Photo: Spain and Argnetina
Aides to Spanish Foreign Minister Jose Manuel Garcia-Margallo told Efe that Gibraltar and the Falklands were discussed.
While sources on Argentine Foreign Minister Hector Timerman’s team said the two men agreed to join forces in demanding compliance with long-standing U.N. resolutions mandating that London negotiate with Madrid and Buenos Aires over Gibraltar and the Falklands.
The talks came a day after Spanish Prime Minister Mariano Rajoy denounced Gibraltar’s current status as an “anachronism” in a speech to the U.N. General Assembly.
Argentine President Cristina Fernandez used her address to the assembly on Tuesday to blast Britain for refusing to engage in dialogue with Buenos Aires over the Falklands, known to Latin Americans as the Malvinas.
Britain will not discuss ceding sovereignty to Spain without the consent of the residents of the Rock, British Prime Minister David Cameron said earlier this month in a message to mark Gibraltar’s national day.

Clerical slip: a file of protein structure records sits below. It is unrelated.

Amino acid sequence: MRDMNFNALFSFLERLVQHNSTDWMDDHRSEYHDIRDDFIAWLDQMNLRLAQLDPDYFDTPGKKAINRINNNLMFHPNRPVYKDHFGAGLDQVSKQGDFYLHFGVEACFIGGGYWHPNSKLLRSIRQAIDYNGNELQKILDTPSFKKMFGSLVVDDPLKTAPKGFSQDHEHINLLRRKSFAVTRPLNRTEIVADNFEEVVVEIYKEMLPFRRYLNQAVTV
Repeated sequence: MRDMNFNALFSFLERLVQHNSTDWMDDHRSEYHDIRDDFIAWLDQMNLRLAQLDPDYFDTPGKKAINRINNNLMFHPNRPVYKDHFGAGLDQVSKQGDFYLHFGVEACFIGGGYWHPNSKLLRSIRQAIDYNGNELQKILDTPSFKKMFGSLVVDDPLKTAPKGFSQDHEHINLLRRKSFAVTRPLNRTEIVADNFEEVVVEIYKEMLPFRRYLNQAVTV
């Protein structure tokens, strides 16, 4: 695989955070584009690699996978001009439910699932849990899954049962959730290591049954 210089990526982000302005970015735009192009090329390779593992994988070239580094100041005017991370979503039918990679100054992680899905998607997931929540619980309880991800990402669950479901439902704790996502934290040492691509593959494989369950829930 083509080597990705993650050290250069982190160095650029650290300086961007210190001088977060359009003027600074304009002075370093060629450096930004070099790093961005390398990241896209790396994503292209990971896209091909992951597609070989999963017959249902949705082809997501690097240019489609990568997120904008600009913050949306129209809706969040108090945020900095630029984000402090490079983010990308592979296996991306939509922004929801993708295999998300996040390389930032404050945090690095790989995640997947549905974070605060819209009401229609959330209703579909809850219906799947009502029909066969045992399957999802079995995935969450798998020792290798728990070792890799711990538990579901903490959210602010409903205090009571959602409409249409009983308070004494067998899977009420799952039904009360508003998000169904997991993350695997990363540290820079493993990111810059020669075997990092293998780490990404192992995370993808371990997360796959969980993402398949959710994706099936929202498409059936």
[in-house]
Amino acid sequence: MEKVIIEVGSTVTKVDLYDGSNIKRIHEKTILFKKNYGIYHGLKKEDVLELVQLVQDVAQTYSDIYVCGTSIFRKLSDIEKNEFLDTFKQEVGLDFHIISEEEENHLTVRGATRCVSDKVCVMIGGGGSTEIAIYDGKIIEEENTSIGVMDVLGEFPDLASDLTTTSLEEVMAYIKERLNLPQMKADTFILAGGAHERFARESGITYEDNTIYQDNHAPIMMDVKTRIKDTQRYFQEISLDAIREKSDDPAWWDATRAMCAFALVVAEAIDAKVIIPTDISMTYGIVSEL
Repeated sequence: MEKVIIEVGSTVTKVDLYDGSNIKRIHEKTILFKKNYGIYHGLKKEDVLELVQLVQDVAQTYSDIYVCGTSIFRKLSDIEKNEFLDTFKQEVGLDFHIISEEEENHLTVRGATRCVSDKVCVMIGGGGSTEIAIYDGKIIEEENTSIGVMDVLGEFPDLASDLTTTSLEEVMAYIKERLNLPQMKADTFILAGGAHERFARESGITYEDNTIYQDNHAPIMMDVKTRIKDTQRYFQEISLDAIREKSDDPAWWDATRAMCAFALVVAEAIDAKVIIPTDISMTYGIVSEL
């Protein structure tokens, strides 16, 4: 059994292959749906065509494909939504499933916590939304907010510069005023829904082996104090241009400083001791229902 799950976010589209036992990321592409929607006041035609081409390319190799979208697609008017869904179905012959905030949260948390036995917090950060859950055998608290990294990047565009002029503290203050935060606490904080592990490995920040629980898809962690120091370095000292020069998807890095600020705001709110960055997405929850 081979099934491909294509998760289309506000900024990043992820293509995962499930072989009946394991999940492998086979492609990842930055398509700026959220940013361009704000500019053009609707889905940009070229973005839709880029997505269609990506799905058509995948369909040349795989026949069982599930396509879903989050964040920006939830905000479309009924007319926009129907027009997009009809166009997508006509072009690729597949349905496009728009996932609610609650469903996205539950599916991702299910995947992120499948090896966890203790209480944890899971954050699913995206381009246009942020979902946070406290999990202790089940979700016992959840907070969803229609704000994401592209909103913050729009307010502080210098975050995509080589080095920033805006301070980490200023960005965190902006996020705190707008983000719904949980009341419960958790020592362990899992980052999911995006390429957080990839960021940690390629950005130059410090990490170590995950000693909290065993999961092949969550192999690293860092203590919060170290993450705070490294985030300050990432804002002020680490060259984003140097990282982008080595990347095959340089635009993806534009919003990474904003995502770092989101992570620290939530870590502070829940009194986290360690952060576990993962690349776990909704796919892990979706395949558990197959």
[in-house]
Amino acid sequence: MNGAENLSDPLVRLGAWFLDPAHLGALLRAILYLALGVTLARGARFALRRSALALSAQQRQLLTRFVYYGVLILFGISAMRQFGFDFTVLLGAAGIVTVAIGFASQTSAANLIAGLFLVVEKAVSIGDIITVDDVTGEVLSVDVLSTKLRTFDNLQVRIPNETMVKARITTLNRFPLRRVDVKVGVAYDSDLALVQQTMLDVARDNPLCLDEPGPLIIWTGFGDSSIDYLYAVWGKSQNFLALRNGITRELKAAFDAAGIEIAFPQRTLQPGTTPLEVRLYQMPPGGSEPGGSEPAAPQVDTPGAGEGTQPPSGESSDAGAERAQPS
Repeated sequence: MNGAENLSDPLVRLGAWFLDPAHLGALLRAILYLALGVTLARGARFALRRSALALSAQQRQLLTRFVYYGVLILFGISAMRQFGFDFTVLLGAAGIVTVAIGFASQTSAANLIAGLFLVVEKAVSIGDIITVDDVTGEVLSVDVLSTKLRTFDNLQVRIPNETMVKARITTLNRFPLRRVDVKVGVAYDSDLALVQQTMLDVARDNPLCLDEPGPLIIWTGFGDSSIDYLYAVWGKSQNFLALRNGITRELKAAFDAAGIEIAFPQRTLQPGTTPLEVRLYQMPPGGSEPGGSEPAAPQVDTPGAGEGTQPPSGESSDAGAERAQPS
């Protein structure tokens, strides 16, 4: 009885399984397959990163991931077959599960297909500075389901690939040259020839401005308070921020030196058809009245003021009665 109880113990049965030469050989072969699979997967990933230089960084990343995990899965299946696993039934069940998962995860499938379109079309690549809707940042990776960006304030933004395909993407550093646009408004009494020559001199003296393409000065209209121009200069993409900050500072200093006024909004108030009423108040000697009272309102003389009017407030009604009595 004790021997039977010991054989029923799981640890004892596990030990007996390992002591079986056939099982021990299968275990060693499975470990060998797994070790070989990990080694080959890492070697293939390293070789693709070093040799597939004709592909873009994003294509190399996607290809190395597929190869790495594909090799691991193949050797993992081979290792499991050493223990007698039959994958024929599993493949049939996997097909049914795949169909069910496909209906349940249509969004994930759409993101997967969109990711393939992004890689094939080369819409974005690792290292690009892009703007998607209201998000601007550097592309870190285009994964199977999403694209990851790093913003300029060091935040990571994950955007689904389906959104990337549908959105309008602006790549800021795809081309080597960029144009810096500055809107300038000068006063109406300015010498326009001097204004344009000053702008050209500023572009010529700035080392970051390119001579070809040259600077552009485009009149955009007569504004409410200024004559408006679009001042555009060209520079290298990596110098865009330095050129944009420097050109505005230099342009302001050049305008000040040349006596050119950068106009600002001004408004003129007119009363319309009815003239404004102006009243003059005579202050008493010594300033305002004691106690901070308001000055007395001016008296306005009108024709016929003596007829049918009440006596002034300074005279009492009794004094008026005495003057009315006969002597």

Madrid, however, says sovereignty is a matter exclusively for the Spanish and British governments.
Gibraltar, a territory of 5.5 sq. kilometers (2.1 sq. miles) at the entrance to the Mediterranean Sea, has been held by Britain since 1704 and became a British Crown Colony in 1713 under the Treaty of Utrecht.
Britain has occupied the Falklands since 1833.
Argentine troops invaded the South Atlantic archipelago on April 2, 1982, at the order of the military junta then in power in Buenos Aires.
Fighting officially began on May 1, 1982, with the arrival of a British task force, and ended 45 days later with the surrender of the Argentines.
The conflict claimed nearly 1,000 lives - some 700 Argentines and 255 British soldiers and sailors.